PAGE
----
Chapter 4 looks at how to optimize schema and data types. Some of the advice here seems obvious - choose small and simple data types, avoid nulls if possible - but the more detailed discussions could well bear fruit. The section on schema design seemed more likely to produce useful performance benefits, though the whole topic of schema design is such a matter of experience that I suspect the advice would be most useful to fairly experienced admins.
The classic 'quick fix' for improving performance is to make use of indexes, and the next chapter looks at indexing for high performance. The benefits and drawbacks of b-tree indexes and hash indexes are discussed before the authors go on to look at specific strategies such as isolating the index column in queries; indexing on part of a column to avoid the need to index long text columns; how to choose a good column order, and a number of other very specific ideas and techniques.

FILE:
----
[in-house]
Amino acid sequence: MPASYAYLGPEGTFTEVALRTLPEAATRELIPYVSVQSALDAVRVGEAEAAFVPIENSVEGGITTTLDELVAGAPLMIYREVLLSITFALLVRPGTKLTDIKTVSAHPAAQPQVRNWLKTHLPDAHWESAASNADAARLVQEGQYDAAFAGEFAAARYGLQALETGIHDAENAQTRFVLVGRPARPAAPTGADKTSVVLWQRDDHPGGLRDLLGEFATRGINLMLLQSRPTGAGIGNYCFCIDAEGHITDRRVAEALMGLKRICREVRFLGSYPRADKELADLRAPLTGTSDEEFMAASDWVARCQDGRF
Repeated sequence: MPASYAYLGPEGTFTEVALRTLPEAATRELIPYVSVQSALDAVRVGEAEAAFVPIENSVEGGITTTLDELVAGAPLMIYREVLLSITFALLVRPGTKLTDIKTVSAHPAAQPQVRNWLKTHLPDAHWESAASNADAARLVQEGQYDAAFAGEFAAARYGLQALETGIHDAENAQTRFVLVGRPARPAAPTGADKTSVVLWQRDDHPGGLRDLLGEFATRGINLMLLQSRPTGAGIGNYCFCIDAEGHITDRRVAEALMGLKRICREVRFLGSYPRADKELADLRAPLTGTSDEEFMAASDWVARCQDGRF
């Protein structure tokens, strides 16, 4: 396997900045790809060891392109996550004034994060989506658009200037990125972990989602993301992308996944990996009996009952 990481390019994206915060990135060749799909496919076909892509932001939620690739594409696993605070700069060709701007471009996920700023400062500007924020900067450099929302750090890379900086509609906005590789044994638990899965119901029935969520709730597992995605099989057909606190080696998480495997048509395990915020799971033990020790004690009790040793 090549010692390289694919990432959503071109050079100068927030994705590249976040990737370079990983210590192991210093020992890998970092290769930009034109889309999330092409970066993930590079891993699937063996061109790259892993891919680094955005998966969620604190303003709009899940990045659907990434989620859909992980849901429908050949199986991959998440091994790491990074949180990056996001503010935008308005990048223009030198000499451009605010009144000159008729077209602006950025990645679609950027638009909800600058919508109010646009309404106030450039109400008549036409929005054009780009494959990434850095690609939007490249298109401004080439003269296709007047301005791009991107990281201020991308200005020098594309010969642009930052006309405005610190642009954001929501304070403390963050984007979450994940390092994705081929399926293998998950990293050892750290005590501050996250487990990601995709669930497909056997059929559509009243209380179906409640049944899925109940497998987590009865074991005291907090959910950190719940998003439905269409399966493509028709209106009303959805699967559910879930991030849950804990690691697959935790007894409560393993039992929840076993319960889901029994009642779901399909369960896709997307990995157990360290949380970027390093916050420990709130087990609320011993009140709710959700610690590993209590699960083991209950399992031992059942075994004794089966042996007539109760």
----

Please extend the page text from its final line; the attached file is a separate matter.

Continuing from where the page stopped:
Next comes a chapter on optimizing the performance of queries. This is another hefty chapter, and it starts off with the question of why are queries slow? The opening section on query basics goes through a couple of obvious questions that are too often ignored; are you asking for data you don't need, and is the server having to analyze more rows than it needs to. There's a good section on ways to restructure queries more efficiently; whether it's better to have one complex query or several simple ones to provide the same final answer, for example. Next comes a description of the limitations of the MySQL Query Optimizer, looking at the different parts (such as hash joins and parallel execution) that can cause problems. The chapter ends with a set of tips for optimizing different types of queries - Joins, subqueries, Group By, Union.